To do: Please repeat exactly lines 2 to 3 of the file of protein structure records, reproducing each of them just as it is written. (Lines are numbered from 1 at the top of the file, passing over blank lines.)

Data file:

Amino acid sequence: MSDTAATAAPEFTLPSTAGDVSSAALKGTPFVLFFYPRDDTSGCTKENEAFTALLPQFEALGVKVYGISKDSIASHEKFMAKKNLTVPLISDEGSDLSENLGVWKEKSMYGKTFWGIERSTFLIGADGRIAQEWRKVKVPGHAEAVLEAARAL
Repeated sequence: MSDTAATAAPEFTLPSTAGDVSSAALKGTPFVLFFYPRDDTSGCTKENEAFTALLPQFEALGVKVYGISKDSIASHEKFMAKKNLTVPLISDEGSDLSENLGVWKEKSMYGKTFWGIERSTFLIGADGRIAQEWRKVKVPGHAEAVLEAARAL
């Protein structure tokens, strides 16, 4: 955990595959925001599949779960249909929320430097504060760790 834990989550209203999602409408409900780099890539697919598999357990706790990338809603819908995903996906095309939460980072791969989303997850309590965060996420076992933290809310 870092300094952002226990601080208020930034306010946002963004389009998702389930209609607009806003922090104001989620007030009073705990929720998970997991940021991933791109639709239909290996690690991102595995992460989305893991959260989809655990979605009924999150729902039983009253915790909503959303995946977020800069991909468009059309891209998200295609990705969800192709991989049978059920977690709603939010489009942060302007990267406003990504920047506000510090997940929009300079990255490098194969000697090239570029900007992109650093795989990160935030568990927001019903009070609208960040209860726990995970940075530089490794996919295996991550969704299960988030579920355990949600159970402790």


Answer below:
Repeated sequence: MSDTAATAAPEFTLPSTAGDVSSAALKGTPFVLFFYPRDDTSGCTKENEAFTALLPQFEALGVKVYGISKDSIASHEKFMAKKNLTVPLISDEGSDLSENLGVWKEKSMYGKTFWGIERSTFLIGADGRIAQEWRKVKVPGHAEAVLEAARAL
């Protein structure tokens, strides 16, 4: 955990595959925001599949779960249909929320430097504060760790 834990989550209203999602409408409900780099890539697919598999357990706790990338809603819908995903996906095309939460980072791969989303997850309590965060996420076992933290809310 870092300094952002226990601080208020930034306010946002963004389009998702389930209609607009806003922090104001989620007030009073705990929720998970997991940021991933791109639709239909290996690690991102595995992460989305893991959260989809655990979605009924999150729902039983009253915790909503959303995946977020800069991909468009059309891209998200295609990705969800192709991989049978059920977690709603939010489009942060302007990267406003990504920047506000510090997940929009300079990255490098194969000697090239570029900007992109650093795989990160935030568990927001019903009070609208960040209860726990995970940075530089490794996919295996991550969704299960988030579920355990949600159970402790």